Some would say that the greatest difference between community college and established four year colleges is not the quality of the education but the mere size of a class.
For Joseph Perret, professor of computer applications and office technologies, this is also one of the greatest advantages of attending a community college and the reason why he tried to convince each of his three children to go to Pierce.
“It’s important for students to build a connection with their teachers, if students connect with their piers and their teachers their chances of success go up,” Perret said. “You can’t do that in a class of 500 where the teacher can’t even remember your name let alone your face.”
Small class sizes and more time is way he claims he’d much rather be teaching at Pierce. No research or publishing responsibilities, just teaching.
” I like students, I love what I do, this is the best job in the world,” Perret said. “I get to do nothing but teach.”
But according to Perret it’s not enough just to provide instruction on class curriculum and in the 12 years that Perret has been teaching, his enthusiasm hasn’t wavered.
“I’m always searching for ways to reach out and be better for my students,” Perret said.
That’s why three years ago, in an attempt to build bonds with his students, Perret started doing something he calls “Coffee with the Prof,” an open weekly group meeting for who ever is interested at the Freudian Sip.
“When you feel that the person who’s teaching you cares, there’s a trust that makes you invest more in the class,” said Perret.
He claims that the casual setting at the Freudian Sip makes it easier for students to express concerns, ask questions or just hang.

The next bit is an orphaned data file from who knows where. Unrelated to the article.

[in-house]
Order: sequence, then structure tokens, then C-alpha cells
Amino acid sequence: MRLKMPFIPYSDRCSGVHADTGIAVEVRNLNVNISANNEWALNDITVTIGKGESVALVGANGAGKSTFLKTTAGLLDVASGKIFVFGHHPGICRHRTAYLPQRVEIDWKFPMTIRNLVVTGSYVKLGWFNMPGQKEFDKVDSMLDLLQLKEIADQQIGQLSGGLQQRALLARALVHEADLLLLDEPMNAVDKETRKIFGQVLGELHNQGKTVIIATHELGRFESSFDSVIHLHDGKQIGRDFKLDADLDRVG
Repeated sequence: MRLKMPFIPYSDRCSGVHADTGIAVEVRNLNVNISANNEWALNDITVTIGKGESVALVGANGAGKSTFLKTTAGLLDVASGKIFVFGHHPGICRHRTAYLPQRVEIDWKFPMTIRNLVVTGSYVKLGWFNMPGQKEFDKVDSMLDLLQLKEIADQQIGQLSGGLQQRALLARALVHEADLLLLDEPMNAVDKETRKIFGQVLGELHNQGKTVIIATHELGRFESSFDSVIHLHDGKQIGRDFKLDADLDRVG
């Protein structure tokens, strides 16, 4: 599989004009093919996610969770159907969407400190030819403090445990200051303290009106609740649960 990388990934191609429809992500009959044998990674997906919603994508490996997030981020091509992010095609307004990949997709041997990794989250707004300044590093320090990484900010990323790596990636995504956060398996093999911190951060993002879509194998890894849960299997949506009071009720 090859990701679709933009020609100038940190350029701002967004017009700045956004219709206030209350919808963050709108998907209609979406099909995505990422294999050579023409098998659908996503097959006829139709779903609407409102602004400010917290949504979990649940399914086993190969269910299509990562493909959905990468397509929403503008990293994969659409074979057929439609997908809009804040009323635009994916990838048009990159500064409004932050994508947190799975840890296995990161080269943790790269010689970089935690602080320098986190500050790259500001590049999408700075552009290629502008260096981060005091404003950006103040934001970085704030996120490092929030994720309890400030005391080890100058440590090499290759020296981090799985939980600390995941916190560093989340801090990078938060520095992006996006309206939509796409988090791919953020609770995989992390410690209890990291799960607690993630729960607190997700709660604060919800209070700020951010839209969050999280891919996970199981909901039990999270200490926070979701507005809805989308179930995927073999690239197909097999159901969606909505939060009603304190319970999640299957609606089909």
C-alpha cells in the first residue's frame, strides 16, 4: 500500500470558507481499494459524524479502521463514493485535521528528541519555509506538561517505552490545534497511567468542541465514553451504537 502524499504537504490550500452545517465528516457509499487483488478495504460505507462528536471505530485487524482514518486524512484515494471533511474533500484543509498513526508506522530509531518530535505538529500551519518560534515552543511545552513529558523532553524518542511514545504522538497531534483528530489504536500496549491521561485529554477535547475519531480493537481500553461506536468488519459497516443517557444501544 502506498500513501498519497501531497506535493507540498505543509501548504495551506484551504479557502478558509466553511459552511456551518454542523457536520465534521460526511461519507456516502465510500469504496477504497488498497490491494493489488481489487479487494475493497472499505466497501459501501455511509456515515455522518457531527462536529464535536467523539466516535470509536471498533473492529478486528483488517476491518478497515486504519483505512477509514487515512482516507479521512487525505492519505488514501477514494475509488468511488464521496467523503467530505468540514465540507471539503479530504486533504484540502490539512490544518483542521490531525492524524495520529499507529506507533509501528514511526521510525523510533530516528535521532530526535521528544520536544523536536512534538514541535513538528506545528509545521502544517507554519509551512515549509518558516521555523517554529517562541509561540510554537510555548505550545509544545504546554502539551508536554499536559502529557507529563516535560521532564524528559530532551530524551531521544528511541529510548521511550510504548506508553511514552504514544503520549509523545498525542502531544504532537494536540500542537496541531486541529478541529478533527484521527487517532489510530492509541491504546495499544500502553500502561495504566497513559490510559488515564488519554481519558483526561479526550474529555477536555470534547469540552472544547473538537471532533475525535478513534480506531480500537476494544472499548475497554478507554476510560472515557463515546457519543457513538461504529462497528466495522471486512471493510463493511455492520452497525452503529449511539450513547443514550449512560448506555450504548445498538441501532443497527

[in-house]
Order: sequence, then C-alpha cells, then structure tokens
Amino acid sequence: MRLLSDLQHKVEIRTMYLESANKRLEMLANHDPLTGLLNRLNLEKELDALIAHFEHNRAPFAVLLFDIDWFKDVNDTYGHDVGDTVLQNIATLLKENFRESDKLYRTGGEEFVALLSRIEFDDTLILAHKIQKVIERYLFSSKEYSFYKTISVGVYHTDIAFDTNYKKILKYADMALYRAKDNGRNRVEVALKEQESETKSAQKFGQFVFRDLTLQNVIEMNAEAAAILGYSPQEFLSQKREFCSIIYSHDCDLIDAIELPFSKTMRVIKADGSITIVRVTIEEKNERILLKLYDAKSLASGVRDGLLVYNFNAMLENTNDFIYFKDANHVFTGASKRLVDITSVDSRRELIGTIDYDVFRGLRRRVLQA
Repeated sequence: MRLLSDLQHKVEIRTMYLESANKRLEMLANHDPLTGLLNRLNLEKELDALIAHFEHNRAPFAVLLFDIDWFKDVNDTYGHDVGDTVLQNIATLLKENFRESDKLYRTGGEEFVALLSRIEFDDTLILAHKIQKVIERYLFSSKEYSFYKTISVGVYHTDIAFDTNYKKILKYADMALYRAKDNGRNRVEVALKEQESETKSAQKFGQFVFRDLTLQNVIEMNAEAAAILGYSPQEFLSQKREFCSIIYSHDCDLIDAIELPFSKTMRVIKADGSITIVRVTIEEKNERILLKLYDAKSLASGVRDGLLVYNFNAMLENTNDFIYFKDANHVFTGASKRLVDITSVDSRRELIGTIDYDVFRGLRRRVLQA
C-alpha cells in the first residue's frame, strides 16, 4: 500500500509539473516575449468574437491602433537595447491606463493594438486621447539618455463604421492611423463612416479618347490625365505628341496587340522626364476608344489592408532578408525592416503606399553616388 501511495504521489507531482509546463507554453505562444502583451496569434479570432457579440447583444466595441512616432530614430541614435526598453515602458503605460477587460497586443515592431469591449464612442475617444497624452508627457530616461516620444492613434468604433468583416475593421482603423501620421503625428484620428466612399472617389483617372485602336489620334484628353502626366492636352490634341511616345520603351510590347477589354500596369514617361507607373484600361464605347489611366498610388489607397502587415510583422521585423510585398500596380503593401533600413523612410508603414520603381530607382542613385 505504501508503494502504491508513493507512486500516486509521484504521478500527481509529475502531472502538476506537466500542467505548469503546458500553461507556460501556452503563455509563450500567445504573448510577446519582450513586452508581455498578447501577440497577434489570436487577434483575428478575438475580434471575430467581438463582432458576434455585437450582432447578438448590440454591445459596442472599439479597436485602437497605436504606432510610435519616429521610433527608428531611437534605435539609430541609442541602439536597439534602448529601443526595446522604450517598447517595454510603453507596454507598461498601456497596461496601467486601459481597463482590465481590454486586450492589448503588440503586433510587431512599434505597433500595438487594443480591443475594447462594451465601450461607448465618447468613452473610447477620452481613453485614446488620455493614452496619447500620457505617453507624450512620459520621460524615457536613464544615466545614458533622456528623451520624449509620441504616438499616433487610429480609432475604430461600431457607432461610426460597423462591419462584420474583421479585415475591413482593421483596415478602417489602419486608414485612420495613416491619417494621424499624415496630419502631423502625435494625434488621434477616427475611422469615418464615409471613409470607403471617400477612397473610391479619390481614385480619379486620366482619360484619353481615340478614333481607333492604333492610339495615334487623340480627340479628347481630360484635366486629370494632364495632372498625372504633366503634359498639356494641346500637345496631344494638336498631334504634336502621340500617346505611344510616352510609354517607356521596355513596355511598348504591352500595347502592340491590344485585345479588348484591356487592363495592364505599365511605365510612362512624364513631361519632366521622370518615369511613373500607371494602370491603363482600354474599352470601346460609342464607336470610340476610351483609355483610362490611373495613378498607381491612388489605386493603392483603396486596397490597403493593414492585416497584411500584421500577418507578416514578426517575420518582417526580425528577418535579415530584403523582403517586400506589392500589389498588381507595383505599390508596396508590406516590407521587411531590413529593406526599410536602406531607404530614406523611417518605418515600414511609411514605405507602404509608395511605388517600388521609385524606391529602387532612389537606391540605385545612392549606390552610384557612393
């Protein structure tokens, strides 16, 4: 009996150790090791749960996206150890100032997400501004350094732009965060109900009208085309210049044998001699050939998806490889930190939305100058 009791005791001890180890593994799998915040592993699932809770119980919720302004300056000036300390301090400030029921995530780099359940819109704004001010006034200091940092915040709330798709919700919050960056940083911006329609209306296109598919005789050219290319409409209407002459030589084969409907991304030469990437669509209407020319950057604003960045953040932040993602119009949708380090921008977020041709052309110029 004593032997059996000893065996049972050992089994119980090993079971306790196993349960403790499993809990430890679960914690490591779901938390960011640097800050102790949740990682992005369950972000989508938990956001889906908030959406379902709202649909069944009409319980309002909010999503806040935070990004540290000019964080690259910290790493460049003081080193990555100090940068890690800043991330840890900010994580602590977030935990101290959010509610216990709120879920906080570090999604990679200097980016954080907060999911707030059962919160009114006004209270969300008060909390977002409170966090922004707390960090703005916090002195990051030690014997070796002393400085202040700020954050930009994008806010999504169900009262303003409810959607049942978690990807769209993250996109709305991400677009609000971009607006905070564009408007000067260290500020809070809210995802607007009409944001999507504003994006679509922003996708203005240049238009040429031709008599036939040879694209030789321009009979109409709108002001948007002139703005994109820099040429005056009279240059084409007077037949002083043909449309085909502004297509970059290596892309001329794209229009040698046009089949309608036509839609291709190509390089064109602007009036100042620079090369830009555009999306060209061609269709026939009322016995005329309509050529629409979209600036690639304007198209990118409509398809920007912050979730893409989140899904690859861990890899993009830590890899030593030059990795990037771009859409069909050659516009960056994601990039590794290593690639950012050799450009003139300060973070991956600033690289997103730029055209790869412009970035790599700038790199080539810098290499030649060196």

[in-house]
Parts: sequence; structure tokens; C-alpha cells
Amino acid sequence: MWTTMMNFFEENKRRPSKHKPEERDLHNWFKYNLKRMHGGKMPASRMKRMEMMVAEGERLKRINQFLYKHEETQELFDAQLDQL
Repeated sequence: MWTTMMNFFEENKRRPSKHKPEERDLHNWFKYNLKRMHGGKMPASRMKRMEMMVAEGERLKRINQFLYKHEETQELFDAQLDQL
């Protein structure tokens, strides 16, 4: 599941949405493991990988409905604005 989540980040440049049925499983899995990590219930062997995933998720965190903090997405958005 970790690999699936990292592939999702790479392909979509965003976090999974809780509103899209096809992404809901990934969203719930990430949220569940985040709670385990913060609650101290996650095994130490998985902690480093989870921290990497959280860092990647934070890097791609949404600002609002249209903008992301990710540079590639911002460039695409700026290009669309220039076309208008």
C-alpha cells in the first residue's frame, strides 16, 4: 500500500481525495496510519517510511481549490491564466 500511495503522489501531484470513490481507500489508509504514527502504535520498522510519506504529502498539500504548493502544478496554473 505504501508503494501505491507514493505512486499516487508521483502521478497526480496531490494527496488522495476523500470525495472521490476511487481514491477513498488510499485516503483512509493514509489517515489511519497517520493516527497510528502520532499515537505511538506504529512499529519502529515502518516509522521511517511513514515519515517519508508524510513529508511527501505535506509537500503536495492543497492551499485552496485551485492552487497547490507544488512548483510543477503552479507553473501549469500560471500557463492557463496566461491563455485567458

Perret still holds office hours because they are required by law to but he feels they’re useless and a time that is rarely capitalized on by students.
“Nobody ever shows up to my office hours unless they’re in deep doo-doo, and by that time it’s usually too late,” Perret said.
“Coffee with the Prof” is Perret’s way of opening the door to building connections with his students and he’s found it to be very rewarding.
“The success rate is the secondary affect. The first is that the student bonds so that he or she feels some responsibility to succeed,” said Perret.
All of Perret’s classes are paperless. All assignments are done online through Moodle. He posts his notes, holds online chat meetings, and even opened a help question board so that students wouldn’t have to wait to ask questions.
Matthew Maggel, 26, doesn’t go to the “Coffee with the Prof” sessions because it’s too early, but finds Perret to be very accessible.
“Whenever you have questions he’s always willing to help,” said Maggel.
For Perret, it’s very simple, teaching is personal.
“You can’t connect with everybody,” said Perret. “But it personally pains me when a student doesn’t succeed. When they get an F I get an F.”